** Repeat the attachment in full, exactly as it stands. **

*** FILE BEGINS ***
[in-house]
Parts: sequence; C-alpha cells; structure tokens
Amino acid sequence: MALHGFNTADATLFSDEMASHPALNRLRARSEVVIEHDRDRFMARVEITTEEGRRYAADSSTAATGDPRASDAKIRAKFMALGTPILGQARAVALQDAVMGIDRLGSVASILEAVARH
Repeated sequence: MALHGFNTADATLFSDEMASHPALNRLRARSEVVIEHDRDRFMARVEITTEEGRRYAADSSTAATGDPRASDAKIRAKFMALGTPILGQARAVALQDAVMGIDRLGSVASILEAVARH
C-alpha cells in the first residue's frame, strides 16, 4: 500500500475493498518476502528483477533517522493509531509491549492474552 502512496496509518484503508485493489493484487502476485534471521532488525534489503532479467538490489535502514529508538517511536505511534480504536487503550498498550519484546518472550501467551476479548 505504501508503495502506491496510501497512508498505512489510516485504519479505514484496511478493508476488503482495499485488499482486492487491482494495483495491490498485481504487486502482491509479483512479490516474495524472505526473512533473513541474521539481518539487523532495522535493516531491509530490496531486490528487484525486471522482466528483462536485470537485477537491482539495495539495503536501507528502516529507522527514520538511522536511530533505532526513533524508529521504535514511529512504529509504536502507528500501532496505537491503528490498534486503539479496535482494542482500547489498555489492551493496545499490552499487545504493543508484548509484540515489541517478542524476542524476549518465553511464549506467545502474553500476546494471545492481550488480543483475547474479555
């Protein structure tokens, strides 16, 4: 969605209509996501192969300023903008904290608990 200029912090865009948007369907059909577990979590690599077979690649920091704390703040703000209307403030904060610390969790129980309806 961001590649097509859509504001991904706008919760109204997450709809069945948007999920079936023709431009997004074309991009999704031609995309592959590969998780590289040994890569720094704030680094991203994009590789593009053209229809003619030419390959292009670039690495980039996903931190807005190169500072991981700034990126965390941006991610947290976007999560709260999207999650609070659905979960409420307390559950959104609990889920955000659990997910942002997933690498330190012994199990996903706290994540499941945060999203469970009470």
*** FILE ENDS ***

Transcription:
[in-house]
Parts: sequence; C-alpha cells; structure tokens
Amino acid sequence: MALHGFNTADATLFSDEMASHPALNRLRARSEVVIEHDRDRFMARVEITTEEGRRYAADSSTAATGDPRASDAKIRAKFMALGTPILGQARAVALQDAVMGIDRLGSVASILEAVARH
Repeated sequence: MALHGFNTADATLFSDEMASHPALNRLRARSEVVIEHDRDRFMARVEITTEEGRRYAADSSTAATGDPRASDAKIRAKFMALGTPILGQARAVALQDAVMGIDRLGSVASILEAVARH
C-alpha cells in the first residue's frame, strides 16, 4: 500500500475493498518476502528483477533517522493509531509491549492474552 502512496496509518484503508485493489493484487502476485534471521532488525534489503532479467538490489535502514529508538517511536505511534480504536487503550498498550519484546518472550501467551476479548 505504501508503495502506491496510501497512508498505512489510516485504519479505514484496511478493508476488503482495499485488499482486492487491482494495483495491490498485481504487486502482491509479483512479490516474495524472505526473512533473513541474521539481518539487523532495522535493516531491509530490496531486490528487484525486471522482466528483462536485470537485477537491482539495495539495503536501507528502516529507522527514520538511522536511530533505532526513533524508529521504535514511529512504529509504536502507528500501532496505537491503528490498534486503539479496535482494542482500547489498555489492551493496545499490552499487545504493543508484548509484540515489541517478542524476542524476549518465553511464549506467545502474553500476546494471545492481550488480543483475547474479555
């Protein structure tokens, strides 16, 4: 969605209509996501192969300023903008904290608990 200029912090865009948007369907059909577990979590690599077979690649920091704390703040703000209307403030904060610390969790129980309806 961001590649097509859509504001991904706008919760109204997450709809069945948007999920079936023709431009997004074309991009999704031609995309592959590969998780590289040994890569720094704030680094991203994009590789593009053209229809003619030419390959292009670039690495980039996903931190807005190169500072991981700034990126965390941006991610947290976007999560709260999207999650609070659905979960409420307390559950959104609990889920955000659990997910942002997933690498330190012994199990996903706290994540499941945060999203469970009470």